To get to Hepburn Springs, you drive down an alarmingly steep hill that descends into what was probably once the crater of a volcano and ends at a gate which bears directions to the car park and the spa centre.
The carpark was empty except for a single day tour bus parked cheekily across several empty angle parks. I parked the car as close as possible to a tree, for shade.
On a day that hot, the lawn next to the spa centre was possibly the shadiest and coolest place for a picnic in the entire State of Victoria. We threw down the picnic rug and the food cooler and the basket of plates and the cutlery and parked the pram with Thomas in it and sat William down on the blanket and unpacked the picnic: Lebanese flat bread, cold cheese, tomatoes, lettuce, cucumber, tuna, cold boiled eggs, home made apricot fruit cake. And thermos tea. Having a picnic is a complicated business but it is worth it if you're organised. We were organised. All the organisation pays off when you have eaten enough to sink two ships and you lay back on the cool grass and gaze up at the towering branches of the oaks and elms that reach across and touch each other, way up there, like the arched beams of a giant cathedral.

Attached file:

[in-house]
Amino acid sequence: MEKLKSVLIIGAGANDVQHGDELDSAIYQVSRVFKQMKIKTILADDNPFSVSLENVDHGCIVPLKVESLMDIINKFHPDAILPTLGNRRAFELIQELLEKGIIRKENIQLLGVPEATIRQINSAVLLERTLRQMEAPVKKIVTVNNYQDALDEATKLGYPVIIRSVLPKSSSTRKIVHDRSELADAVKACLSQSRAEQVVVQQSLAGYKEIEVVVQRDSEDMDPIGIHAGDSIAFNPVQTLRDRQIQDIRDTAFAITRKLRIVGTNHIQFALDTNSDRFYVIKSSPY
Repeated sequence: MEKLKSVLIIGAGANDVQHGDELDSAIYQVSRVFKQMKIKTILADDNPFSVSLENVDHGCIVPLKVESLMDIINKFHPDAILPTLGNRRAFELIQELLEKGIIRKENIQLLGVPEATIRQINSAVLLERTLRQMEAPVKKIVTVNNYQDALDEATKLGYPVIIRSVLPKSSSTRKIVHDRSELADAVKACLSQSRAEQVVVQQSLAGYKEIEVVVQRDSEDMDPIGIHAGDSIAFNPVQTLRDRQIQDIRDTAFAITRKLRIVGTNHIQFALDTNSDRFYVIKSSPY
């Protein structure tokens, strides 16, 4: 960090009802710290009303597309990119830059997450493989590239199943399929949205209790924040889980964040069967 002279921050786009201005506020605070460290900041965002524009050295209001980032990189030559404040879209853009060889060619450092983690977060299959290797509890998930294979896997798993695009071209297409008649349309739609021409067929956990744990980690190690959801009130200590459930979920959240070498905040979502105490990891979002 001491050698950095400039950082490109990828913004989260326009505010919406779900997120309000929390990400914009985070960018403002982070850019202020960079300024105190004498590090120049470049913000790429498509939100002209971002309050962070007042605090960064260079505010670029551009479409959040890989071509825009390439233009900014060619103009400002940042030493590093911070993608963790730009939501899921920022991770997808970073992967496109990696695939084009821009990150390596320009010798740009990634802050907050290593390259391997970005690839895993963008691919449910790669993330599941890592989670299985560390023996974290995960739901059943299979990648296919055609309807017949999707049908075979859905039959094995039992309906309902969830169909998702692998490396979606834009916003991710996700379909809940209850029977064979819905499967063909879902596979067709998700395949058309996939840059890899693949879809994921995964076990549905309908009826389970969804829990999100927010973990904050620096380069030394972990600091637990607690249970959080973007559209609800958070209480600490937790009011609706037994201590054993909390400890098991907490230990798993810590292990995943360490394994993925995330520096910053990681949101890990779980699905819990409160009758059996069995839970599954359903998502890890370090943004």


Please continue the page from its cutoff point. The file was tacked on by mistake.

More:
So we did. Thomas slept in his pram and William sat on the blanket and read a book upside down. Something with bunnies in it. Upside down bunnies. Then he got up and tottered around the lawn, picked up a dead leaf, tasted it, threw it down and wandered over to a straggle of elderly Italian ladies from the day tour bus who were sitting on the lawn fanning themselves with sprigs of leaves from the trees. There were cooings and 'bello's' and smiles and 'ciaos' and then he tottered back and sat down bump on the picnic rug.
Unpacking a picnic is fine. The trouble is when you have to pack it up again. Even though you've eaten all the food, you can never get everything back in the basket. Why? It's one of life's mysteries.